It is the stuff of campaigners’ dreams and Hollywood endings. One day you are fighting to right a great wrong but it seems no-one is listening. Within a week millions have rallied to your cause, the media are clamouring for interviews, and the Prime Minister is being pressed on what he’s going to do about it.

That is the position victims of the Horizon IT scandal find themselves in after ITV’s screening of Mr Bates vs the Post Office last week. A fight that has been going on for more than 20 years rocket-boosted by four hours of primetime drama. How did that happen?

Gwyneth Hughes’s drama (available on STV Player) set out how hundreds of sub-postmasters across the UK had reported problems with the Post Office’s new computerised accounting system. Instead of listening, the state-owned business turned on them and wrongly accused them of theft. People were jailed, lost jobs, homes, reputations and their health. Some took their own lives.

The Herald:

It has been called the most widespread miscarriage of justice in recent times and it is far from over. Over the weekend the Metropolitan Police confirmed it was investigating complaints. A petition to strip Post Office boss Paula Vennells of her CBE is heading for one million signatures.

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The focus is now turning to why more was not done by ministers at the time. Included in their ranks are Ed Davey, then postal affairs minister, now Liberal Democrat leader, and Jo Swinson, former MP for East Dunbartonshire.

It was clear from early on that Mr Bates vs the Post Office had touched a nerve. In these days of working from home people don’t gather around watercoolers any more to talk about last night’s TV (if they ever did). They go on social media instead. This time, some went old school and spoke about the drama with strangers in shops and cafes. It was the talk of the queue in my local Post Office.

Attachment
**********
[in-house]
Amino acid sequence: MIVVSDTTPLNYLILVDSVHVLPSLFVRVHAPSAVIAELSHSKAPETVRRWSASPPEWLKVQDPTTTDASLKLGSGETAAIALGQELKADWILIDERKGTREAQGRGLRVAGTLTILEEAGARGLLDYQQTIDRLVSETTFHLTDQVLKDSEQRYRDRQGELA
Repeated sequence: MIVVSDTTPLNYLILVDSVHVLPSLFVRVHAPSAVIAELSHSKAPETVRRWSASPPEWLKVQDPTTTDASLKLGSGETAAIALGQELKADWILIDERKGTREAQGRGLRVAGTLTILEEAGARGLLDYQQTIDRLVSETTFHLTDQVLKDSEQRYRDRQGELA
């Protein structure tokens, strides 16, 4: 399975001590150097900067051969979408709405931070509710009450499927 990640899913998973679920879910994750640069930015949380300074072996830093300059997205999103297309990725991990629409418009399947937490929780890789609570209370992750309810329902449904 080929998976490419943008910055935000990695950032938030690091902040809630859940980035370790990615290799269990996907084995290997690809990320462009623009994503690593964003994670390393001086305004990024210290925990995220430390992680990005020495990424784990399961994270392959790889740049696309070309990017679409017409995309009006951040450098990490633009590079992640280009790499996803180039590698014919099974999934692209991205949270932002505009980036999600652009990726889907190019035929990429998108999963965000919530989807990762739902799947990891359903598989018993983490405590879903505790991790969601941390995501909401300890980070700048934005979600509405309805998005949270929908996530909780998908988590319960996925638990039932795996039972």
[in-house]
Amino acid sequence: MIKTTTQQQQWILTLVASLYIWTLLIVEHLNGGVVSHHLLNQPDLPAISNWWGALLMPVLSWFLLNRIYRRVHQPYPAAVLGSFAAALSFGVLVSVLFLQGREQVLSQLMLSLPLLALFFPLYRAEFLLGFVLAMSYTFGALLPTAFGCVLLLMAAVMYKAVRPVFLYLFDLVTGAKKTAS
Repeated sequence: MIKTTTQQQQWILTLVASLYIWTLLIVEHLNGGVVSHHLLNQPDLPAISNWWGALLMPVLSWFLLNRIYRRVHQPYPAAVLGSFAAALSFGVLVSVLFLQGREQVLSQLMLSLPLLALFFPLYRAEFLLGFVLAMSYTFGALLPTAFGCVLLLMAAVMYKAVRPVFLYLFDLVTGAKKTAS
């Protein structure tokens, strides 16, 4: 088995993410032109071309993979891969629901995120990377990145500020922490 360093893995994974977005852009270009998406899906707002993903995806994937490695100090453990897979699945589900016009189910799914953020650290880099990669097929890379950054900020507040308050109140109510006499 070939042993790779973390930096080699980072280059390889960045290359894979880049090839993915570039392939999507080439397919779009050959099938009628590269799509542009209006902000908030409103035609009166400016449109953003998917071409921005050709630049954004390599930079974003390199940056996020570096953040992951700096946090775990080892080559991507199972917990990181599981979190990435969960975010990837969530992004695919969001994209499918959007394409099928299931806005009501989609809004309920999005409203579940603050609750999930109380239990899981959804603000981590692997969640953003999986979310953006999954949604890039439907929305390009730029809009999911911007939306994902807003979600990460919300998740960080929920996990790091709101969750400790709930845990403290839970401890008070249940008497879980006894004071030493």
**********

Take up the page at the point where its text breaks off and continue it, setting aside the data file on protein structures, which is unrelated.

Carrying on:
Such is the power of drama when pressed into the service of a cause. Think of Cathy Come Home (1966), a searing exposure of homelessness.

Boys from the Blackstuff (1982) took on the new Tory government over unemployment. The BFI called Alan Bleasdale’s drama “a warm, humorous but ultimately tragic look at the way economics affect ordinary people” and “TV’s most complete dramatic response to the Thatcher era”. (Let us not forget it was also home to the best Desperate Dan joke ever made.) How much support for Scottish independence came from a night at the theatre, or in front of the television, watching John McGrath’s The Cheviot, the Stag, and the Black, Black Oil?

How many had their worst fears confirmed about the war in Iraq by Gregory Burke’s Black Watch?

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How many young women found feminism (and Margaret Atwood) through Channel 4’s adaptation of The Handmaid’s Tale?

House of Cards, Yes Minister, The Thick of It, The Good Wife … to misquote a certain advertisement, all have been able to reach the parts conventional politics, and the coverage of it, has failed to reach. Even the seemingly lighter takes, such as The Full Monty, with the late Tom Wilkinson as an unemployed steelworker turned stripper, have packed a punch way beyond that of any speech in parliament.